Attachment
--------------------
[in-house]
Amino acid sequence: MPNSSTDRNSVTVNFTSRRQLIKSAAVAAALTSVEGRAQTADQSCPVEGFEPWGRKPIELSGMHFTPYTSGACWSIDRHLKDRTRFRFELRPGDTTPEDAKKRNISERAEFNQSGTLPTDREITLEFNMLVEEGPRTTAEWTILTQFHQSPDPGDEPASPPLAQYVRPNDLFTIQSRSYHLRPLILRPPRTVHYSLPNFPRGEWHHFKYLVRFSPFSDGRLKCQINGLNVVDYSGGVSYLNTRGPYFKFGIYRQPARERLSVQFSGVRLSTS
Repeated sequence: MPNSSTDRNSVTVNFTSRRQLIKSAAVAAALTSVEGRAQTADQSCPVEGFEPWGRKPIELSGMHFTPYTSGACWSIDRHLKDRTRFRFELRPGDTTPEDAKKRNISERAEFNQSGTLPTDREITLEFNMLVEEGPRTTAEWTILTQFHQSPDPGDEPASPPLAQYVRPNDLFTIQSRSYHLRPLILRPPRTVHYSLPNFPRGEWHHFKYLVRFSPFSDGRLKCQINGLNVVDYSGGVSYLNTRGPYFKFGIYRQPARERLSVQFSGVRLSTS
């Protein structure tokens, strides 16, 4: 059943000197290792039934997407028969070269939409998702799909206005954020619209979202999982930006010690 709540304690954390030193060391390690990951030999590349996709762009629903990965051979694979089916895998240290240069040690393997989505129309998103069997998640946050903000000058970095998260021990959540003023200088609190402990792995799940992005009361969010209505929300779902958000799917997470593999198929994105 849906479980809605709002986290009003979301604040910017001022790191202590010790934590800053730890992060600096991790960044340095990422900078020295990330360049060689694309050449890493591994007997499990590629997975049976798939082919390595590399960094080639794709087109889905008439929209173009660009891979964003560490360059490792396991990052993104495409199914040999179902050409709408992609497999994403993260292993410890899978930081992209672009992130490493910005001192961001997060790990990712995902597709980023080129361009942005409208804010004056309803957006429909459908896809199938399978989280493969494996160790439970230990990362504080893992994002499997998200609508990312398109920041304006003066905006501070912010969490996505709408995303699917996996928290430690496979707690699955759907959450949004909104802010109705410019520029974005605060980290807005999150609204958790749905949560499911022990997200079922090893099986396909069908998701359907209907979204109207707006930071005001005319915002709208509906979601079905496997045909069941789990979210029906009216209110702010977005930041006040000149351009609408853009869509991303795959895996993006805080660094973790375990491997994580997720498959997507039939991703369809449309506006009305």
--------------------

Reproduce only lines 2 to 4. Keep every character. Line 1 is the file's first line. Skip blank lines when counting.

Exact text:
Amino acid sequence: MPNSSTDRNSVTVNFTSRRQLIKSAAVAAALTSVEGRAQTADQSCPVEGFEPWGRKPIELSGMHFTPYTSGACWSIDRHLKDRTRFRFELRPGDTTPEDAKKRNISERAEFNQSGTLPTDREITLEFNMLVEEGPRTTAEWTILTQFHQSPDPGDEPASPPLAQYVRPNDLFTIQSRSYHLRPLILRPPRTVHYSLPNFPRGEWHHFKYLVRFSPFSDGRLKCQINGLNVVDYSGGVSYLNTRGPYFKFGIYRQPARERLSVQFSGVRLSTS
Repeated sequence: MPNSSTDRNSVTVNFTSRRQLIKSAAVAAALTSVEGRAQTADQSCPVEGFEPWGRKPIELSGMHFTPYTSGACWSIDRHLKDRTRFRFELRPGDTTPEDAKKRNISERAEFNQSGTLPTDREITLEFNMLVEEGPRTTAEWTILTQFHQSPDPGDEPASPPLAQYVRPNDLFTIQSRSYHLRPLILRPPRTVHYSLPNFPRGEWHHFKYLVRFSPFSDGRLKCQINGLNVVDYSGGVSYLNTRGPYFKFGIYRQPARERLSVQFSGVRLSTS
């Protein structure tokens, strides 16, 4: 059943000197290792039934997407028969070269939409998702799909206005954020619209979202999982930006010690 709540304690954390030193060391390690990951030999590349996709762009629903990965051979694979089916895998240290240069040690393997989505129309998103069997998640946050903000000058970095998260021990959540003023200088609190402990792995799940992005009361969010209505929300779902958000799917997470593999198929994105 849906479980809605709002986290009003979301604040910017001022790191202590010790934590800053730890992060600096991790960044340095990422900078020295990330360049060689694309050449890493591994007997499990590629997975049976798939082919390595590399960094080639794709087109889905008439929209173009660009891979964003560490360059490792396991990052993104495409199914040999179902050409709408992609497999994403993260292993410890899978930081992209672009992130490493910005001192961001997060790990990712995902597709980023080129361009942005409208804010004056309803957006429909459908896809199938399978989280493969494996160790439970230990990362504080893992994002499997998200609508990312398109920041304006003066905006501070912010969490996505709408995303699917996996928290430690496979707690699955759907959450949004909104802010109705410019520029974005605060980290807005999150609204958790749905949560499911022990997200079922090893099986396909069908998701359907209907979204109207707006930071005001005319915002709208509906979601079905496997045909069941789990979210029906009216209110702010977005930041006040000149351009609408853009869509991303795959895996993006805080660094973790375990491997994580997720498959997507039939991703369809449309506006009305």